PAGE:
Student Engagement (Retention)

The Importance of Timely College Intervention

The Importance of Timely College Intervention

One of the more devastating statistics in college admissions is the number of students who enroll and  never gain a degree.

Each student who fails to graduate is a tragedy in wasted time, money, and human resources. Worse, the psychological implications are devastating.  Fortunately, evidence is mounting that a timely intervention can circumvent many of these failures.

Motivating College Students

Motivating College Students

Successful students are motivated and engaged students; unfortunately, on many campuses, motivation is lacking.

The book Academically Adrift cited a nationwide sampling of 2,300 students who took the Collegiate Learning Assessment (CLA): more than 45% found no improvement or declines in critical thinking, complex reasoning, and writing skills over their undergraduate years.

In Search of High Achieving Low Income Students

In Search of High Achieving Low Income Students

Many highly selective colleges are in search of ‘smart students from poor families.”

These ‘High Achieving, Low Income’ students (HALI).are defined as students in the top 4% of their class who score in the top 10% on either the SAT or ACT.  A 2013 study conducted by Caroline Hoxby at Stanford and Christopher Avery of Harvard, entitled “The Missing ‘One-Offs’: The Hidden Supply of High-Achieving Low-Income Students” garnered data on every student who took the SAT during the prior year ensuring its findings were statistically significant.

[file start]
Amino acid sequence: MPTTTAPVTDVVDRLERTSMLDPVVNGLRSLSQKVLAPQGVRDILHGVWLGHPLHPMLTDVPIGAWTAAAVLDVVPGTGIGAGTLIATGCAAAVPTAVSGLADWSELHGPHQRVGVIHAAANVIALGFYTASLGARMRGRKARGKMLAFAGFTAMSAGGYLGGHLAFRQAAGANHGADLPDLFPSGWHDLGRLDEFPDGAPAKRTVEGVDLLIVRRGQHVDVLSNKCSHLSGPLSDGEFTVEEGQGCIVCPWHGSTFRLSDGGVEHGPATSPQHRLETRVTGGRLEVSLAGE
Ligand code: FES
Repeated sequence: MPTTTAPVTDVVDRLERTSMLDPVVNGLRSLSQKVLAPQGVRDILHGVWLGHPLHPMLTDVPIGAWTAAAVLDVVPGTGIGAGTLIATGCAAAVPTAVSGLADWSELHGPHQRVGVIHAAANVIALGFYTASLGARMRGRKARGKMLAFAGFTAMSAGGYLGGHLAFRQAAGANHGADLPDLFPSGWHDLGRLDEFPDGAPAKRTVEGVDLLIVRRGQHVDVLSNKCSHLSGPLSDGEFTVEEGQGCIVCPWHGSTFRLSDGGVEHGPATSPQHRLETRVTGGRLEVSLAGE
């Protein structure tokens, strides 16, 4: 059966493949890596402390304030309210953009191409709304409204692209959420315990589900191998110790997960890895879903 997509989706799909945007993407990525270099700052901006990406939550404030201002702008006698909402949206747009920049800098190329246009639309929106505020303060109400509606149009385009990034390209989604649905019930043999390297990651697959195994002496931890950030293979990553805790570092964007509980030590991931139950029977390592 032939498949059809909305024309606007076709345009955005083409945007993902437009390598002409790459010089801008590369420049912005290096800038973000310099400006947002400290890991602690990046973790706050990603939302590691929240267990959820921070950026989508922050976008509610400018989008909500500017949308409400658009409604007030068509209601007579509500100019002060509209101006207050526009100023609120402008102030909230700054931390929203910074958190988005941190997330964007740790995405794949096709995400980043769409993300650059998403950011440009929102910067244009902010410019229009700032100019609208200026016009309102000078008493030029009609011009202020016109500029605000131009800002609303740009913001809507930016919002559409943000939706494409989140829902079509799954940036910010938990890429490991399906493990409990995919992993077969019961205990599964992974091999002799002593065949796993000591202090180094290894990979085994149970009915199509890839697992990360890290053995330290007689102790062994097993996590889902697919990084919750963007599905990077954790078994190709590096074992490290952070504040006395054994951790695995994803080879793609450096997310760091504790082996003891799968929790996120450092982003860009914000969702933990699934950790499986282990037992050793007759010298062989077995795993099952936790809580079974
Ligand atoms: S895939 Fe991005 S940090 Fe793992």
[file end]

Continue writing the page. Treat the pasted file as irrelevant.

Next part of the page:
The Value of Collaborative Learning

The Value of Collaborative Learning

Learning is more effective when done collaboratively. In generations past there was a taboo about working in groups; school work was supposed to be done individually. Research from Richard Light of Harvard unequivocally indicates that students working collaboratively learn more effectively, and are far more likely to achieve their academic goals (such as graduating from college and attending graduate school). His study, which consisted of in-depth interviews with over 1,600 college students, found virtually all struggling students shared one key trait: they tended to study alone. Collaboration can be the difference between a lackluster performance and a fully engaged student.

Secrets of Successful Students

Secrets of Successful Students

Richard J. Light, a professor in the Graduate School of Education and the John F. Kennedy School of Government at Harvard University, conducted a ten-year study, interviewing over 1,600 successful Harvard students, and tracking their answers to a very important question, “Did I really get what I came here for?” His findings were published in his book, Making the Most of College, Students Speak their Minds.